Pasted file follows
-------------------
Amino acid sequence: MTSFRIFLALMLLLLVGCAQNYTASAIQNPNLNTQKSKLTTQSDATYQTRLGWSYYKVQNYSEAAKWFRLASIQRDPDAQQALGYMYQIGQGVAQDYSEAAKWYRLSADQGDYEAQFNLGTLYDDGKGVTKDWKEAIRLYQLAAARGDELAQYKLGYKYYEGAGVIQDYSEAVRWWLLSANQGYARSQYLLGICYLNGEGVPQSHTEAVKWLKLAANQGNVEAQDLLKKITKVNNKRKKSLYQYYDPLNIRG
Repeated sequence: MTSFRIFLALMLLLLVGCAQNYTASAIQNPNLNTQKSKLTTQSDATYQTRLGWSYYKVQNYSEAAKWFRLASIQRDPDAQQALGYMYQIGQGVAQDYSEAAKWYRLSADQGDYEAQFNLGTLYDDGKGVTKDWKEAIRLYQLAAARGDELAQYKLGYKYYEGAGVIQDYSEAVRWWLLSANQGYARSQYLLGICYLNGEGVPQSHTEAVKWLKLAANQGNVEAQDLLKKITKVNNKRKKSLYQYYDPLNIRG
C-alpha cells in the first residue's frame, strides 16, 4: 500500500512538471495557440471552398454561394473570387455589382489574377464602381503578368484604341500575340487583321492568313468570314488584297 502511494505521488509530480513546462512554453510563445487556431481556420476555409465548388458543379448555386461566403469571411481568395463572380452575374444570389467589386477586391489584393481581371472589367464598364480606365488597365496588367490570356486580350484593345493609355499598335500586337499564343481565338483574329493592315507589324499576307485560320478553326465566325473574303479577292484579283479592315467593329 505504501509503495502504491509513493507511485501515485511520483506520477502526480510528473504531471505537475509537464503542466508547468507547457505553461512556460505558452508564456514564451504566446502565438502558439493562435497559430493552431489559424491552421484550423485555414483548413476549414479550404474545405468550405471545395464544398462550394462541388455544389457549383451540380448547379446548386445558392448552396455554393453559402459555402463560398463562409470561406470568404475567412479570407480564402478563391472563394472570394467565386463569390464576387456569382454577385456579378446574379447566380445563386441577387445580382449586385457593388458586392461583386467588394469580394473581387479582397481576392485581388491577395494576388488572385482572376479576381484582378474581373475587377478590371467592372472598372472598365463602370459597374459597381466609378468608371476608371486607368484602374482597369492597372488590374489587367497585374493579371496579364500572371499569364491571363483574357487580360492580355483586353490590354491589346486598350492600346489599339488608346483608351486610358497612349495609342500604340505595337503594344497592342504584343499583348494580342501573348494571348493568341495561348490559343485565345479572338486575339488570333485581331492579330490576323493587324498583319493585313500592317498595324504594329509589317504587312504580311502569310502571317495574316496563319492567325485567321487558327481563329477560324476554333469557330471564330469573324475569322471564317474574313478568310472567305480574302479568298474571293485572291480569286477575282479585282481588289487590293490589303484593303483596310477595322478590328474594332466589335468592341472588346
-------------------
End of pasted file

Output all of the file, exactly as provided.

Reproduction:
Amino acid sequence: MTSFRIFLALMLLLLVGCAQNYTASAIQNPNLNTQKSKLTTQSDATYQTRLGWSYYKVQNYSEAAKWFRLASIQRDPDAQQALGYMYQIGQGVAQDYSEAAKWYRLSADQGDYEAQFNLGTLYDDGKGVTKDWKEAIRLYQLAAARGDELAQYKLGYKYYEGAGVIQDYSEAVRWWLLSANQGYARSQYLLGICYLNGEGVPQSHTEAVKWLKLAANQGNVEAQDLLKKITKVNNKRKKSLYQYYDPLNIRG
Repeated sequence: MTSFRIFLALMLLLLVGCAQNYTASAIQNPNLNTQKSKLTTQSDATYQTRLGWSYYKVQNYSEAAKWFRLASIQRDPDAQQALGYMYQIGQGVAQDYSEAAKWYRLSADQGDYEAQFNLGTLYDDGKGVTKDWKEAIRLYQLAAARGDELAQYKLGYKYYEGAGVIQDYSEAVRWWLLSANQGYARSQYLLGICYLNGEGVPQSHTEAVKWLKLAANQGNVEAQDLLKKITKVNNKRKKSLYQYYDPLNIRG
C-alpha cells in the first residue's frame, strides 16, 4: 500500500512538471495557440471552398454561394473570387455589382489574377464602381503578368484604341500575340487583321492568313468570314488584297 502511494505521488509530480513546462512554453510563445487556431481556420476555409465548388458543379448555386461566403469571411481568395463572380452575374444570389467589386477586391489584393481581371472589367464598364480606365488597365496588367490570356486580350484593345493609355499598335500586337499564343481565338483574329493592315507589324499576307485560320478553326465566325473574303479577292484579283479592315467593329 505504501509503495502504491509513493507511485501515485511520483506520477502526480510528473504531471505537475509537464503542466508547468507547457505553461512556460505558452508564456514564451504566446502565438502558439493562435497559430493552431489559424491552421484550423485555414483548413476549414479550404474545405468550405471545395464544398462550394462541388455544389457549383451540380448547379446548386445558392448552396455554393453559402459555402463560398463562409470561406470568404475567412479570407480564402478563391472563394472570394467565386463569390464576387456569382454577385456579378446574379447566380445563386441577387445580382449586385457593388458586392461583386467588394469580394473581387479582397481576392485581388491577395494576388488572385482572376479576381484582378474581373475587377478590371467592372472598372472598365463602370459597374459597381466609378468608371476608371486607368484602374482597369492597372488590374489587367497585374493579371496579364500572371499569364491571363483574357487580360492580355483586353490590354491589346486598350492600346489599339488608346483608351486610358497612349495609342500604340505595337503594344497592342504584343499583348494580342501573348494571348493568341495561348490559343485565345479572338486575339488570333485581331492579330490576323493587324498583319493585313500592317498595324504594329509589317504587312504580311502569310502571317495574316496563319492567325485567321487558327481563329477560324476554333469557330471564330469573324475569322471564317474574313478568310472567305480574302479568298474571293485572291480569286477575282479585282481588289487590293490589303484593303483596310477595322478590328474594332466589335468592341472588346